Posted 2:00 PM 5/16/2013 by Mary Elizabeth Dallas
THURSDAY, May 16 (HealthDay News) -- Having a fast-food restaurant nearby might be a convenience, but living within two miles of one may be a little too convenient.
According to a new study, black Americans who live near these businesses have a higher body-mass index than those living (More)
Posted 12:00 PM 5/14/2013 by Robert Preidt
TUESDAY, May 14 (HealthDay News) -- Inhaling ultrafine particles from so-called "nanomaterials" -- which are used in a growing number of household and commercial products, including sunscreens, ink in copy machines and lightweight sporting equipment -- can cause lung inflammation and damage, a (More)
Posted 7:00 AM 5/9/2013 by By Amy Norton
THURSDAY, May 9 (HealthDay News) -- Even the minor noise that fills everyday life, from the ring of a cell phone to the conversation that follows, may have short-term effects on heart function, a small new study suggests.
In the study of 110 adults equipped with portable heart monitors (More)
Posted 10:00 AM 5/7/2013 by Robert Preidt
TUESDAY, May 7 (HealthDay News) -- Dustless chalk may cause allergy and asthma symptoms in students with a milk allergy, researchers have found.
Many schoolteachers use dustless chalk to keep hands and classrooms clean. But this type of chalk often contains a (More)
Posted 3:00 PM 5/3/2013 by Robert Preidt
FRIDAY, May 3 (HealthDay News) -- Molecules emitted by trees interact with man-made air pollution and create tiny particles that can get lodged in the lungs, potentially leading to lung cancer and asthma, researchers suggest.
Trees produce and emit isoprene, a molecule that protects leaves (More)
Posted 7:00 AM 5/2/2013 by By Kathleen Doheny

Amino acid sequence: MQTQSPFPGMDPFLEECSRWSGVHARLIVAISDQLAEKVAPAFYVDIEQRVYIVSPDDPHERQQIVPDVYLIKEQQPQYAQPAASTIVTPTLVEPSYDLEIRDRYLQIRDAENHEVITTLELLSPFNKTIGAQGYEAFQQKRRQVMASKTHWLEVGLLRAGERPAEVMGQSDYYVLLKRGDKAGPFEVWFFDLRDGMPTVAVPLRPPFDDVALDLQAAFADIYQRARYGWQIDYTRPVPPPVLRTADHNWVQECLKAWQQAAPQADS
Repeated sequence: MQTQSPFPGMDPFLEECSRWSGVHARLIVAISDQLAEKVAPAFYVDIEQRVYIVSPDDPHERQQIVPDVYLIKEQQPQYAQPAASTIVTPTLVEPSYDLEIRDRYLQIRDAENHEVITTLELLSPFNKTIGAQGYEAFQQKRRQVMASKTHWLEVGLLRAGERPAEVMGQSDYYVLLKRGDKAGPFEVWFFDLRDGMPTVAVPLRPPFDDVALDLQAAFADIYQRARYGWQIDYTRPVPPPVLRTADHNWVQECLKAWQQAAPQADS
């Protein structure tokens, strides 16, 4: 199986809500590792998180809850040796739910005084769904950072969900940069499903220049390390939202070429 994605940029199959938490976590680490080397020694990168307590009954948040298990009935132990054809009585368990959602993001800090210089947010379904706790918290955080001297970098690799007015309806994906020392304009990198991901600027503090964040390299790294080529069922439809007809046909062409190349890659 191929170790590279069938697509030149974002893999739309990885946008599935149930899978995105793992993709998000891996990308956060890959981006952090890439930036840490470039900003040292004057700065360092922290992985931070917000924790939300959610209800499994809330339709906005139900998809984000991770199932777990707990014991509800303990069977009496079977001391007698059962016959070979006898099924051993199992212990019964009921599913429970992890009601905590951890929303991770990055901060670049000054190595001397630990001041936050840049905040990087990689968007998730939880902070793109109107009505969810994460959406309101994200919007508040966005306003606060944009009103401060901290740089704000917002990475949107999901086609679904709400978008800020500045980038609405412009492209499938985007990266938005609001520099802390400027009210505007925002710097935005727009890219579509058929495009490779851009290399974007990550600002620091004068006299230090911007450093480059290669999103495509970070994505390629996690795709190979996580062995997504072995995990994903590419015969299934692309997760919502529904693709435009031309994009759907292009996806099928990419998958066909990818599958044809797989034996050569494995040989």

THURSDAY, May 2 (HealthDay News) -- Lipsticks and lip glosses apparently give you more than colorful kissers, according to a new study by California scientists that contends the products contain lead, cadmium, chromium, aluminum and five other toxic metals.
The research team tested 32 (More)
Posted 12:00 PM 4/30/2013 by Robert Preidt
TUESDAY, April 30 (HealthDay News) -- Exposure to secondhand smoke at home appears to lower teen girls' levels of the "good" cholesterol -- the substance that reduces heart disease risk, researchers report.
The new study included more than 1,000 male and female teens, aged 17, in Australia (More)
Posted 10:00 AM 4/22/2013 by Robert Preidt
MONDAY, April 22 (HealthDay News) -- Parks and urban gardens may do more than just get city dwellers back to nature -- a new British study suggests there's also a large benefit to their overall well-being.
Specifically, people with access to numerous green areas (More)
Posted 12:00 PM 4/19/2013 by Robert Preidt
FRIDAY, April 19 (HealthDay News) -- Closed windows in large hospital wards may increase patients' risk of getting an infection, a new study suggests.
British researchers used carbon dioxide as a tracer gas to simulate how airborne infections spread in a traditional hospital ward, which (More)
Posted 3:00 PM 4/17/2013 by Mary Elizabeth Dallas
WEDNESDAY, April 17 (HealthDay News) -- Researchers have decoded the DNA of the western painted turtle in the hopes that a greater understanding of these reptiles could one day improve treatment for people who suffer a heart attack or stroke.
The researchers identified 19 genes in the (More)
Posted 10:00 AM 4/16/2013 by Mary Elizabeth Dallas
TUESDAY, April 16 (HealthDay News) -- Smoking bans in subsidized housing, including public housing and rental assistance programs, would save $521 million a year, according to new U.S. government research.
The authors of the study, from the U.S. Centers for Disease Control and Prevention (More)
Posted 10:00 AM 4/3/2013 by Robert Preidt
WEDNESDAY, April 3 (HealthDay News) -- There were about 4,300 fewer than expected cases of cancer among people in Sacramento County, Calif., in the two decades after the closure of the Rancho Seco nuclear reactor, according to a new study.
The researchers found declines in cancer incidence (More)
Posted 7:00 AM 4/2/2013 by Robert Preidt
TUESDAY, April 2 (HealthDay News) -- Antihistamines and other medicines disrupt the ecosystems of streams, a new study finds.
"Pharmaceutical pollution is now detected in waters throughout the world," lead author Emma Rosi-Marshall, a scientist at the Cary Institute of Ecosystem Studies in (More)